The proposals present the biggest changes to UK rail since privatisation. We welcome the establishment of Great British Railways (GBR) as the guiding mind for the industry to address issues such as fragmentation and the need for greater accountability across the whole system. These issues have caused knock-on effects to passengers including May 18 Timetable change and overly complex fares and ticketing structures.
We support the move away from the franchising model, towards a Transport for London style model for the operation of trains and timetable delivery, similar to London’s Overground service and Docklands Light Rail service. This will include incentives for key indicators such as reliability and passenger satisfaction. The Passenger Services Contracts Toolkit, which considers a range of incentives to underpin future rail contracts, is a good start. It’s important that this is further developed and tailored to each respective service, reflecting local characteristics and customer base, whilst not becoming an overburdensome, complex and inefficient audit regime.
The establishment of regional divisions within GBR and closer working with cities, regions and devolved railways should be a priority, particularly in advance of the development of Passenger Service Contracts. This must provide clear accountability and greater control at a local level to influence key passenger issues, including the involvement of Community Rail Partnerships where relevant, and further help to unlock local economic growth and achieve social value objectives.
The plan also sets out proposals for the development of an accessibility strategy and investment programme, ongoing investment in electrification, alternative technology and climate resilience, simplified funding for R&D, and investment in cross-sector skills and training. As key enablers to the long-term sustainable transport system required to meet the UK’s net zero targets, these areas remain critical to the industry and economy overall and should not be forgotten or de-prioritised in the context of the proposed wider structural reforms.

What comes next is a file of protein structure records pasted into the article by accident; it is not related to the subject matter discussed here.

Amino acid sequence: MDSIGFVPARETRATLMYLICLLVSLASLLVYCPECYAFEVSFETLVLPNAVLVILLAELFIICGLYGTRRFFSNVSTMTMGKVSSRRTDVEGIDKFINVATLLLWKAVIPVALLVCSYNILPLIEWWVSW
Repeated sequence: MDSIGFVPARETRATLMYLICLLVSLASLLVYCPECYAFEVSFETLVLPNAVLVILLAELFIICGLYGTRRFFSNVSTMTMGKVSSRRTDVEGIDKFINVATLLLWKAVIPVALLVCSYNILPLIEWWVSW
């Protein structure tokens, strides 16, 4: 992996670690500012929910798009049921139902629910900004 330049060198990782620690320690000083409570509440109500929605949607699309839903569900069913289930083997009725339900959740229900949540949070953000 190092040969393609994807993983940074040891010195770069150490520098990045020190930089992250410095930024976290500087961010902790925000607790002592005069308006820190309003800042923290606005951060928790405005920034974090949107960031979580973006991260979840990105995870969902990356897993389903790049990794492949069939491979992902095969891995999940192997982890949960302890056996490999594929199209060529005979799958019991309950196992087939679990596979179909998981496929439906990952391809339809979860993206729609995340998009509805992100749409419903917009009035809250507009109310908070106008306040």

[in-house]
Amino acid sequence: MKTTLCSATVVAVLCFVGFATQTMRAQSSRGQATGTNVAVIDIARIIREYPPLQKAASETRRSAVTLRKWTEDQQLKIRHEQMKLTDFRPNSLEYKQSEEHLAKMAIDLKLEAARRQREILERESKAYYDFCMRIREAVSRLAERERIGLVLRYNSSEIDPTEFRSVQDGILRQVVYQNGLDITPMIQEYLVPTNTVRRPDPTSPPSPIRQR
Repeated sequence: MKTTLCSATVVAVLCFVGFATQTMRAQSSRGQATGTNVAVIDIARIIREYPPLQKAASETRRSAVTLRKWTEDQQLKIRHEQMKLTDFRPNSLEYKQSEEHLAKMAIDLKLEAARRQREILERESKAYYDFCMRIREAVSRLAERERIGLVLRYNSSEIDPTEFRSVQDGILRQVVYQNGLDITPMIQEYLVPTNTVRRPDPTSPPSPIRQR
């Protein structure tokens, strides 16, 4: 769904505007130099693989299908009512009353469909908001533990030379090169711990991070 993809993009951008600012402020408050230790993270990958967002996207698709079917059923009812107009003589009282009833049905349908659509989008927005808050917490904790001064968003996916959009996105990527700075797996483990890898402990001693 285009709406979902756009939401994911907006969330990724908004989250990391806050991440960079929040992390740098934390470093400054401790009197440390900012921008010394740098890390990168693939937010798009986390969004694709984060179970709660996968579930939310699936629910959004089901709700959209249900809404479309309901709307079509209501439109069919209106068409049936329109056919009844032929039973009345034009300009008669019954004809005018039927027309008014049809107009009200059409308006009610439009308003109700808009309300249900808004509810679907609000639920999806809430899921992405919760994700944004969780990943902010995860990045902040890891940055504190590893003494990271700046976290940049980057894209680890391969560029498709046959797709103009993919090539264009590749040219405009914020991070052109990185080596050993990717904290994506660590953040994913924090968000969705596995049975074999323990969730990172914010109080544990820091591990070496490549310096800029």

The Williams-Shapps plan states: “Great British Railways will be a new organisation, not just a larger version of Network Rail.” Such significant shifts in focus and remit should be embedded throughout the newly formed organisation for it to become a truly customer focussed organisation and deliver the ambitious plans.
At Stantec, we have a strong track record in the rail sector and are delivering social value across a range of infrastructure projects. As proposals in the William-Shapps Plan are further developed and rolled out, we look forward to supporting our rail clients and the customers and communities they serve.
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Alicia De Haldevang
Stantec Media Relations